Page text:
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Archive for the ‘Japan’ Category

Blogging from the train.

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I gotta say that I’ve finally gotten over the missing Japan-specific features for the iPhone. You also can’t think of this thing as a phone. It’s really a pocket computer that has cellular access.

Written by Brandon

September 10, 2008 at 3:46 pm

Posted in Daily Posts, Japan

Discrimination in the workplace

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I don’t wanna sound like a ranting foreigner in Japan, but I’m noticing how different I’m being treated, at least in Ogaki.

When I was teaching in Nagoya, I was treated pretty much like a regular teacher by the other teachers. They gave me a good desk, my own supplies for class, a locker, my own special spot in the shoe rack, and always gave me the reports they gave the other teachers.

In Ogaki however, they treat me like a complete stranger. My desk is different from everyone else’s. I get less drawers, and there’s no lock. It’s like I don’t have my own space there. They don’t have a place for me to put my shoes that’s labeled for me. I don’t have a locker either. They told me they don’t have any available lockers. Since I’m there most of the time, and they want me to play sports with the kids, you’d think they’d make it as easy for me as possible?

I know it sounds like bitching, but I’ve taught at schools that treated me as an equal. Hell, they even had welcome and farewell parties for me. They invited me to all the teacher parties. The teachers now don’t even talk to me before lessons. They don’t joke around with me during class. They just point at me and expect me to read their minds. My schools in Ogaki, it’s as if they just see me as a transient being who doesn’t really belong there.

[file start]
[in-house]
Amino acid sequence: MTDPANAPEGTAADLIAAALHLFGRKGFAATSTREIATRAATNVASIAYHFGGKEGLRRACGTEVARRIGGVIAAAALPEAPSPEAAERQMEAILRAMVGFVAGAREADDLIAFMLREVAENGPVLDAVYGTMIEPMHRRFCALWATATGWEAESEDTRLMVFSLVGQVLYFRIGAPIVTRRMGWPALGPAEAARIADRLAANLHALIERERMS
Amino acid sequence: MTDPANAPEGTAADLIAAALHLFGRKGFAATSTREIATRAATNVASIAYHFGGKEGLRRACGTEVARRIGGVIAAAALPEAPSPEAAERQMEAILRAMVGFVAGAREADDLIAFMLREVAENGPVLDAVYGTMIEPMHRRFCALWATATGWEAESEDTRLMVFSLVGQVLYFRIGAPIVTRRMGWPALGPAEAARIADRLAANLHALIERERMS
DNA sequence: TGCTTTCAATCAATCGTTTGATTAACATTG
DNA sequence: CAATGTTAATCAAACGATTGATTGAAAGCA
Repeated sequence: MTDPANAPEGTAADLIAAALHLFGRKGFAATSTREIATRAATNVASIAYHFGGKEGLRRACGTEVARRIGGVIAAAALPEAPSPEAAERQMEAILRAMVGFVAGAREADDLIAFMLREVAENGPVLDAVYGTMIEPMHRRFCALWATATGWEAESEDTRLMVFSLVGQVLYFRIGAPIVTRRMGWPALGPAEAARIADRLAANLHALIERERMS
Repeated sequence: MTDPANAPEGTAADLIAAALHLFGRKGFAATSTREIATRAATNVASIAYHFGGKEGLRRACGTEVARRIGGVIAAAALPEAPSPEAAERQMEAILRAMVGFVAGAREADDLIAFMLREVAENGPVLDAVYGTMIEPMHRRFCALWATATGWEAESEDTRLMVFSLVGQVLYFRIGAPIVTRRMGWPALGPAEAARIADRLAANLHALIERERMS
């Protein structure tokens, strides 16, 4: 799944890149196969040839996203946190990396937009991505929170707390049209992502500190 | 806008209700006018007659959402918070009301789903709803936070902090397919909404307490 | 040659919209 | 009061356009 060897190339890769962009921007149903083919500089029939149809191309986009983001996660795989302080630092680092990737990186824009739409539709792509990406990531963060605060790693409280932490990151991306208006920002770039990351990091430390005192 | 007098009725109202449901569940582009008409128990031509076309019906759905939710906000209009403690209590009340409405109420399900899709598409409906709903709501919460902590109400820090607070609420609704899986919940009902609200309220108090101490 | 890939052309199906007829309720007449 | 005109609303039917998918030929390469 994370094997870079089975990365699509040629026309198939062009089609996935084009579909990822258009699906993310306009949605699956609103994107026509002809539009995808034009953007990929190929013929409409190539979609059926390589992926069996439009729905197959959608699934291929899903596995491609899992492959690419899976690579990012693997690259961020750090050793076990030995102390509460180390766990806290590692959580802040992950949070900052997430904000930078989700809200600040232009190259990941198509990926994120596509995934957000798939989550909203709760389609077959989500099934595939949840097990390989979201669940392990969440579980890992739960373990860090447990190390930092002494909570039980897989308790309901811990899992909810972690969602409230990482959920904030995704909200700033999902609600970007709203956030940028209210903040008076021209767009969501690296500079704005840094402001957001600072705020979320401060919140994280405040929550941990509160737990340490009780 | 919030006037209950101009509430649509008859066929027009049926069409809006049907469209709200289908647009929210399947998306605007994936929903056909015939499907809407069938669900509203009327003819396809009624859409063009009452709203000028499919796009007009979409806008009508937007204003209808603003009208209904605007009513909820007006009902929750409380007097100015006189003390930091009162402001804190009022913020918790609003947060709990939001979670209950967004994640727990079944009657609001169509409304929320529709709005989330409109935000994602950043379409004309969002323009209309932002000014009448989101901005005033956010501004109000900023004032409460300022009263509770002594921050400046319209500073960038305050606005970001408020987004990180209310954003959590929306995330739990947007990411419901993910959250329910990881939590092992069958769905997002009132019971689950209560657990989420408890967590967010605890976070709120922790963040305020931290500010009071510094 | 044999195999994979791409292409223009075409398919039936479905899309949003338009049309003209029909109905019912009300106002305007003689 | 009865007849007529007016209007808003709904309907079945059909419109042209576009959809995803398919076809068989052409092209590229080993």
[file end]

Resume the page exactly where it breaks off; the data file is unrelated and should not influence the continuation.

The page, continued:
Written by Brandon

May 7, 2008 at 6:58 pm

Posted in Japan

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Why Facebook will never catch on in Japan.

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Facebook has a project to translate Facebook into a bunch of different languages.  It’s a volunteer effort, because what’s the point in paying people to translate the social network into a language that nobody is going to use?

 

The problem with Facebook in Japan is that Japanese people are not geared to share the way other people are.  If you’ve ever used Mixi, you’ll see how private Japanese people.  Most user pictures are of celebrities or their cats.  They tend to hide most of their personal information, and post irregularly.

 

The beauty of Facebook is how open most people seem to be on it.  You can get someone’s IM name, email address, home address, phone number, website, see what people they used to sleep with, and a myriad of other “good to know” information.  You don’t see this stuff on Mixi or GREE.  You also have to get invited to use Mixi.  You can’t just show up and create an account.  Granted, it isn’t hard to find someone with an invite to give, but most Japanese social networks are privacy freaks and won’t allow you in unless somebody will vouch for you.  Maiko Haaaan!!!, a film last year, about a guy who wants to see maiko in tea houses, can’t get in because he doesn’t know somebody who already goes there.  It’s the same principal.  Japanese people always wants you to be introduced by somebody.  Nintendo’s frustrating friend codes and the system of arranged marriages further illustrate my point.  Japanese people are not keen on taking things they feel are private and sharing them with their social network friends, let alone make them available to the public.